While the Redskins name and logo has been a source of controversy for decades, it received particular bad press after Clippers owner Donald Sterling was banned from the NBA for life after his racist rant was leaked to the public. NFL player Richard Sherman told TIME’s Sean Gregory that he didn’t think the NFL would have the same response.

“Because we have an NFL team called the Redskins,” Sherman said. “I don’t think the NFL really is as concerned as they show. The NFL is more of a bottom line league. If it doesn’t affect their bottom line, they’re not as concerned.”

The Redskins is preparing for a political fight over its name, hiring a lobbying firm in May after 50 Democratic senators sent the NFL a letter asking for a name change.

The National Congress of American Indians praised the Yocha Dehe Wintun Nation for airing the ad during the NBA finals, and said it would send a “loud and clear” message to the league and the team.

“Contrary to the team’s absurd claims, this dictionary-defined racial epithet does not honor our heritage. The Change the Mascot campaign continues to gather strength every time that people are educated about the origin of the R-word and its damaging impact on Native peoples,” NCAI Executive Director Jackie Pata and Oneida Indian Nation Representative Ray Halbritter said in a statement. “By airing this ad during the NBA Championships, the message will be brought into the living rooms of millions of American all across the country.”

TIME NFL

Redskins to Reid: Come Catch a Game, Harry

Dallas Cowboys v Washington Redskins
Washington Redskins home game against the Dallas Cowboys at FedExField on Dec. 22, 2013 in Landover, Maryland. Larry French—Getty Images

Bruce Allen hopes the Senate Majority Leader will enjoy the team's "positive, unifying force" in person after the lawmaker asked the NFL to call for a name change

The president of the Washington Redskins told Senate Majority Leader Harry Reid Friday to come a game after Reid wrote a letter to the National Football League urging the league to change the D.C.-area’s team’s name.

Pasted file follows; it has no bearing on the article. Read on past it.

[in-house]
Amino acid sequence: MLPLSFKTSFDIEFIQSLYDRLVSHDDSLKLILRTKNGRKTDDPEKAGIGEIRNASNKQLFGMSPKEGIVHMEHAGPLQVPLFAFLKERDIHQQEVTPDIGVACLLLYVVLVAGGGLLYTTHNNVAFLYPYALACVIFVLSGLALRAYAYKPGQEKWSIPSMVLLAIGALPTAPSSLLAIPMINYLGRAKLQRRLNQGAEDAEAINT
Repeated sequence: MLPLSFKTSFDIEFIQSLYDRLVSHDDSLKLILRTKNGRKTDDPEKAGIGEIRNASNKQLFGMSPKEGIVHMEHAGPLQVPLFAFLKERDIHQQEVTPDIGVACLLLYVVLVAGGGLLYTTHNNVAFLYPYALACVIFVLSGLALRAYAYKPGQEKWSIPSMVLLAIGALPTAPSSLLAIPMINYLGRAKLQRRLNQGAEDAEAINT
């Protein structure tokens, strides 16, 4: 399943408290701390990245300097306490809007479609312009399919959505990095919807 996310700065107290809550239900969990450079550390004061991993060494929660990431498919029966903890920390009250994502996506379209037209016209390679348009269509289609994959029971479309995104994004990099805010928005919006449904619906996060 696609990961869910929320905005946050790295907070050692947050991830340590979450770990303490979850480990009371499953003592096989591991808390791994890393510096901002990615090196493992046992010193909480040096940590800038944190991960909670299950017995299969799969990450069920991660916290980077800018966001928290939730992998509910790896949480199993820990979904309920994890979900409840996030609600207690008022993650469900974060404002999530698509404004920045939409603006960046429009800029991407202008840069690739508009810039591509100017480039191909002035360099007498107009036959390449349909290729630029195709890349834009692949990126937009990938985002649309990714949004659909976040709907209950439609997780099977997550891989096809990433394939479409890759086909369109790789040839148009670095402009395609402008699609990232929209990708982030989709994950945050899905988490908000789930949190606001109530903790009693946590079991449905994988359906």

“I hope you will attend one of our home games, where you would witness first-hand that the Washington Redskins are a positive, unifying force for our community in a city and a region that is divided on so many levels,” Bruce Allen told the Democratic senator in a letter posted on the team’s website Friday.

Allen’s letter is a response to a letter signed by 50 U.S. senators and sent to NFL Commissioner Roger Goodell Thursday asking him to recommend a name change for the Washington Redskins. The senators say the Redskins’ name is disrespectful towards Native American culture. Reid and Senator Maria Cantwell (D-Wash.) wrote the letter, which 47 colleagues signed (Senator Bill Nelson, D-Fla., sent a separate letter).

Allen’s respose defends the Redskins’ name. He argues that a national survey found most Native Americans do not find the name offensive, that the logo was approved by Native American leaders and that the team’s use of the name “has always been respectful of and shown reverence toward the proud legacy and traditions of Native Americans.”

TIME Redskins

NFL Investigating Redskins-Themed AR-15 Rifle

The league doesn’t license trademarks to gun makers

The National Football League is investigating a Washington Redskins-themed AR-15 rifle that turned up at a gun show near Washington, D.C. over the weekend.